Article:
Figure 9.  Landsat TM imagery from January 7, 2003 in true color with the four previously described gully sites identified.


Figure 10.  Sites 1 and 2 based on the clustered and reclassified Landsat TM imagery from January 7, 2003.

Figure 11.  Site 3 based on the clustered and reclassified Landsat TM imagery from January 7, 2003.

Figure 12.  Site 4 based on the clustered and reclassified Landsat TM imagery from January 7, 2003.


Using remote sensing to classify landform gully sites has potential for success based on the limited data analyzed.  Limiting factors include the resolution of the imagery and the time of the year.  Landsat imagery is limited to 30 m resolution versus the 1 m resolution of the DOQQ.  The Landsat imagery may not be adequate for small or newly formed gully sites.  Analyzing the DOQQ for gullies produces more accurate results but is a very tedious process.  Running a proximity analysis to collect the potential sites near hydrologic features will further reduce the number of sites which are connected hydrologically, making the process more manageable. Further research will need to be conducted to fine tune this methodology.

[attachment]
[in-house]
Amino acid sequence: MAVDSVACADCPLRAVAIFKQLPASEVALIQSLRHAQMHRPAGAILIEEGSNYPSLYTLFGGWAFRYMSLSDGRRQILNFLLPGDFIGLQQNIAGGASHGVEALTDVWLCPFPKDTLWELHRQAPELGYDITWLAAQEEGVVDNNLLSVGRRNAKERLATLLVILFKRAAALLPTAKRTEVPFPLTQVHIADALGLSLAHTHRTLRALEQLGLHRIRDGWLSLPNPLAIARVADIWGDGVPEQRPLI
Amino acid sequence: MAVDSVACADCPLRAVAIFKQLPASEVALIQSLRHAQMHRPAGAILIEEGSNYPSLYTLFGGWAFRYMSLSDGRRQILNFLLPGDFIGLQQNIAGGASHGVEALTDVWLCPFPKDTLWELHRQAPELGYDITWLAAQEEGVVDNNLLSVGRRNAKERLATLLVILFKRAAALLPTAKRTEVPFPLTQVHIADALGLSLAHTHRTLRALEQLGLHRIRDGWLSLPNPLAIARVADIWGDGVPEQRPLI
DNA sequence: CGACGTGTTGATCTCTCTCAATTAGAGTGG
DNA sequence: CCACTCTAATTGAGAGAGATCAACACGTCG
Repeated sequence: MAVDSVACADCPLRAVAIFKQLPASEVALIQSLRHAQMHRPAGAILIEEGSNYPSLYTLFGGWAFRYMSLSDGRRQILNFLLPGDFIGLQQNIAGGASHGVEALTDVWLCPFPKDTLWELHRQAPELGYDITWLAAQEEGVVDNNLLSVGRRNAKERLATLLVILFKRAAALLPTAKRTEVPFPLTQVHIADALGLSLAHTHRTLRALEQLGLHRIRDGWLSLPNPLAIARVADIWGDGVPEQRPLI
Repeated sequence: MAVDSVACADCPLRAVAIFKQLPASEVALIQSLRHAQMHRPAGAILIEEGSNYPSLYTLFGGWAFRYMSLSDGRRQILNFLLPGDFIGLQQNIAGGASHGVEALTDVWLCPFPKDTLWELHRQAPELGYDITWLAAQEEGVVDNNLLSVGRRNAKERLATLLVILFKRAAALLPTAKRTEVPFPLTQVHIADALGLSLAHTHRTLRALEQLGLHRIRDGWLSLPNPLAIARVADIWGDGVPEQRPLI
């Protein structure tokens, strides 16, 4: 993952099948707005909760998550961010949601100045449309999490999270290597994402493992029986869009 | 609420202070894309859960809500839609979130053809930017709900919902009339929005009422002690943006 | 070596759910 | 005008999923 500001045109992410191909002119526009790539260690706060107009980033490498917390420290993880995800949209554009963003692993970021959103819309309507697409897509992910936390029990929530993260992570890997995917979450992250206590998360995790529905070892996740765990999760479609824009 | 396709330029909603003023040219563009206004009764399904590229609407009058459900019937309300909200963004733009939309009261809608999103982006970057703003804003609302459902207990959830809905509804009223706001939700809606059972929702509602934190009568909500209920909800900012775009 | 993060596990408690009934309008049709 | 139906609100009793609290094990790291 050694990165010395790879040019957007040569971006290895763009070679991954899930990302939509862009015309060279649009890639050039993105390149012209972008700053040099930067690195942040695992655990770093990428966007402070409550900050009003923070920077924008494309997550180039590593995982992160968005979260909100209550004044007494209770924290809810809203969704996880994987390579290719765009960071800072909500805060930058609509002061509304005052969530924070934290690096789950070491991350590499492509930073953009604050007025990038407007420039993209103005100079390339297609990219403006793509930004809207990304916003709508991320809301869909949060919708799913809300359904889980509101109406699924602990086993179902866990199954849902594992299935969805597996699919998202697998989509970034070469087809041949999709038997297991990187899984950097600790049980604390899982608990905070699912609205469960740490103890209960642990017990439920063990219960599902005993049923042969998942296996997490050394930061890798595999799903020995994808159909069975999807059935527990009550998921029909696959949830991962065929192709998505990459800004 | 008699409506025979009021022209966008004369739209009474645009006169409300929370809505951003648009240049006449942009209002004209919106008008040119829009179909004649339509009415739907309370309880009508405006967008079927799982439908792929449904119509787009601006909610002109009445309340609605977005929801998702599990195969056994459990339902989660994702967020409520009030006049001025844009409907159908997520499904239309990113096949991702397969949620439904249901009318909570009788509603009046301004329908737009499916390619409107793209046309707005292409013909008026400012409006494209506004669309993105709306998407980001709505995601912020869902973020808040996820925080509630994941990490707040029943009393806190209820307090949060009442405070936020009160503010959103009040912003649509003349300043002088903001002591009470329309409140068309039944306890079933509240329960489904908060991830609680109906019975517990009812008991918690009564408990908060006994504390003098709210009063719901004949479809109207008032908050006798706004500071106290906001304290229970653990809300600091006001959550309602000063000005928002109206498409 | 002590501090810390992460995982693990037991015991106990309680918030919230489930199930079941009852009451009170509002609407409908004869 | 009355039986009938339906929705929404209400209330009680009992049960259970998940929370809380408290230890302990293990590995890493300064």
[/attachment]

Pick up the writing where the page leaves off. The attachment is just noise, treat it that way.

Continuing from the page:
Aber, James (2005),  Emporia State University, ES 771 Remote Sensing, Lab 8 Vegetation Analysis,, Accessed October 23, 2005. 

Land Boundary Information System (2005), Bureau of Survey and Mapping, Florida Department of Environmental Protection,, Accessed on December 5, 2005.

Rainer, Michael, Soil Scientist, Personal Communication, December 2, 2005.